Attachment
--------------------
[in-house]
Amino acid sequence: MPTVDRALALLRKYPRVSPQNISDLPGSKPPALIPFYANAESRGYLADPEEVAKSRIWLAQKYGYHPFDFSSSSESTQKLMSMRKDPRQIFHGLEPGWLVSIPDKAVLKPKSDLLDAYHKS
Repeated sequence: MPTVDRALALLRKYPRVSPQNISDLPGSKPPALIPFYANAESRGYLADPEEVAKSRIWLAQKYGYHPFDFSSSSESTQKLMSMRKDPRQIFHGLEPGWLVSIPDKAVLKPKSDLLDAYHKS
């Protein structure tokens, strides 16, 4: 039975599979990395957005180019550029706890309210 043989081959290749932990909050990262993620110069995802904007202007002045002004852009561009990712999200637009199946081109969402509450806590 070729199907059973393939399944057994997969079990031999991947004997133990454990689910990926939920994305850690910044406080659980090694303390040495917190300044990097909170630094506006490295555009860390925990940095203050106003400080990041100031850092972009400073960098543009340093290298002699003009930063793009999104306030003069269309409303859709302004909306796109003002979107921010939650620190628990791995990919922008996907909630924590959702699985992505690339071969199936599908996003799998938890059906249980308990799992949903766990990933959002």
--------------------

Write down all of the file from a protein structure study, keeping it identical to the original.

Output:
[in-house]
Amino acid sequence: MPTVDRALALLRKYPRVSPQNISDLPGSKPPALIPFYANAESRGYLADPEEVAKSRIWLAQKYGYHPFDFSSSSESTQKLMSMRKDPRQIFHGLEPGWLVSIPDKAVLKPKSDLLDAYHKS
Repeated sequence: MPTVDRALALLRKYPRVSPQNISDLPGSKPPALIPFYANAESRGYLADPEEVAKSRIWLAQKYGYHPFDFSSSSESTQKLMSMRKDPRQIFHGLEPGWLVSIPDKAVLKPKSDLLDAYHKS
């Protein structure tokens, strides 16, 4: 039975599979990395957005180019550029706890309210 043989081959290749932990909050990262993620110069995802904007202007002045002004852009561009990712999200637009199946081109969402509450806590 070729199907059973393939399944057994997969079990031999991947004997133990454990689910990926939920994305850690910044406080659980090694303390040495917190300044990097909170630094506006490295555009860390925990940095203050106003400080990041100031850092972009400073960098543009340093290298002699003009930063793009999104306030003069269309409303859709302004909306796109003002979107921010939650620190628990791995990919922008996907909630924590959702699985992505690339071969199936599908996003799998938890059906249980308990799992949903766990990933959002």